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© AP/Jacquelyn Martin
Local, state, and federal law enforcement officials teamed up to arrest a San Antonio man who previously received a sentencing commutation from then-President Barack Obama. The man, and seven others, now face federal drug trafficking charges.

This week, the U.S. Attorney for the Western District of Texas announced an eight-count federal indictment against a 41-year-old Texas Syndicate lieutenant, Hilario Nieto (aka "Shorty"), and seven other men. The eight alleged conspirators are charged with one count of conspiracy to possess with intent to distribute methamphetamine and heroin, federal officials said in a written statement.

Alleged conspirator Danny Rivas, a 41-year old Texas Syndicate lieutenant from San Antonio, is also facing two counts of possession with intent to distribute methamphetamine.

Prosecutors also charged 31-year-old Daniel Castaneda and 40-year-old Melissa Molina, both from San Antonio, with one count of possession with intent to distribute methamphetamine.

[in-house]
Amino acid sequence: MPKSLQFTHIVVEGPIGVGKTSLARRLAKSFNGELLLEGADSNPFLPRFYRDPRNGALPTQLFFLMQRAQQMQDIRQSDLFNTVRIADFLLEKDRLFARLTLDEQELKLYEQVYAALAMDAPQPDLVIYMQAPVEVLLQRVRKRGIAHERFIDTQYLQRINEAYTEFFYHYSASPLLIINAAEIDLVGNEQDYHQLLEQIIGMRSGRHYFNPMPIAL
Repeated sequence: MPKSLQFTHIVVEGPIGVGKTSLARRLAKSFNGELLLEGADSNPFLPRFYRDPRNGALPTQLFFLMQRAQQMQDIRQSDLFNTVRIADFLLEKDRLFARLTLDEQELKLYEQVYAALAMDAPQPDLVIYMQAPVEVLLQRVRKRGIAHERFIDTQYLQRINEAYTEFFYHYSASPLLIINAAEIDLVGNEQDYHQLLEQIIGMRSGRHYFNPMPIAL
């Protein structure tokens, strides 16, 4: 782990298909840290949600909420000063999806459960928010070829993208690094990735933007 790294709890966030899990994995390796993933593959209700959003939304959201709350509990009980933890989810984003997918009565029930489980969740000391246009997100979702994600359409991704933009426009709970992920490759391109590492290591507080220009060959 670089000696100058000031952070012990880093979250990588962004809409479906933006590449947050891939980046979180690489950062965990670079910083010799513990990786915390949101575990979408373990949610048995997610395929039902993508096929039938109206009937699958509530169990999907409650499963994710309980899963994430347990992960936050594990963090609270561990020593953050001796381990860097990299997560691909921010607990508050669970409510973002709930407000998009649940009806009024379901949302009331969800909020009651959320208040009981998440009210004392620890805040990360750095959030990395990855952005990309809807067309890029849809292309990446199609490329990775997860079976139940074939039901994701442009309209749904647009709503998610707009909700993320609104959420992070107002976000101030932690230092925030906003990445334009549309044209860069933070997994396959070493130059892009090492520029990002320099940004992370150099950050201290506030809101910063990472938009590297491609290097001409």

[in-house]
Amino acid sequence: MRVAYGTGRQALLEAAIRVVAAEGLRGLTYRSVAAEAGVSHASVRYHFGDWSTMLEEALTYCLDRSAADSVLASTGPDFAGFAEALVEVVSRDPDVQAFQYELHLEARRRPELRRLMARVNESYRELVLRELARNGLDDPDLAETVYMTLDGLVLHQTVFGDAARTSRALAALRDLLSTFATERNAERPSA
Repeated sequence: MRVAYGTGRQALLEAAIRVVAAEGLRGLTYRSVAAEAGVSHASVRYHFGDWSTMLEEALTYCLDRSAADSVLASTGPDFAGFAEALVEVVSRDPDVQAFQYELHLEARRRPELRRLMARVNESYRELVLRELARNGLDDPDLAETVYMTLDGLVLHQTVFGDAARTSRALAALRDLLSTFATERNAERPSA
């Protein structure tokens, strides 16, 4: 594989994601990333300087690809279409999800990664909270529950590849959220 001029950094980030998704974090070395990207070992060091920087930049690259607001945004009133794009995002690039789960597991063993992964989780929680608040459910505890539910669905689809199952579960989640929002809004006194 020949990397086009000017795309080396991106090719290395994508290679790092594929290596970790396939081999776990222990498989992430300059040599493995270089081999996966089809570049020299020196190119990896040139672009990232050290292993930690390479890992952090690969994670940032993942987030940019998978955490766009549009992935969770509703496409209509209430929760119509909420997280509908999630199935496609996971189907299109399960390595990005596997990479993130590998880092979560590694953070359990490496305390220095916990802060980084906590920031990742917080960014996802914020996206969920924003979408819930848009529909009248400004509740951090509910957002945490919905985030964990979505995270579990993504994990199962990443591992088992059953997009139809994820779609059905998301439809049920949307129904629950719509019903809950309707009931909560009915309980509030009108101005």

Texas Mafia member Martin Reynosa, 56, and Maria Rivas, 58, are charged with five counts of possession with intent to distribute heroin.

The alleged conspiracy began in June 2019 in San Antonio, prosecutors stated. The group is said to have conspired to sell methamphetamine and heroin in the San Antonio area. Through the execution of search warrants, police seized methamphetamine, heroin, and two firearms.

Prosecutors said a federal court sentenced Nieto to 248 months in prison in 2004 on drug charges. In 2016, prior to his scheduled release in 2021, then-President Obama commuted his sentence. The commutation became effective in August 2018. Less than one year later, Nieto allegedly returned to drug trafficking.

"It is truly appalling that a man whose sentence the President previously commuted chose to flout that generous gift after being released from federal prison and resume gang-related drug dealing in the San Antonio community," said U.S. Attorney Sofer.

DEA Special Agent in Charge Whipple added, "Methamphetamine and heroin trafficking, along with the associated crimes, are particularly destructive to the quality of life in our communities. DEA will continue to work with our law enforcement partners to target and eliminate these criminal organizations and hold them accountable for the destruction they cause."

If convicted on the methamphetamine-related charges, each defendant could be sentenced to between ten years and life in prison. Convictions on the heroin-related charges could bring a sentence of up to 20 years to life in federal prison.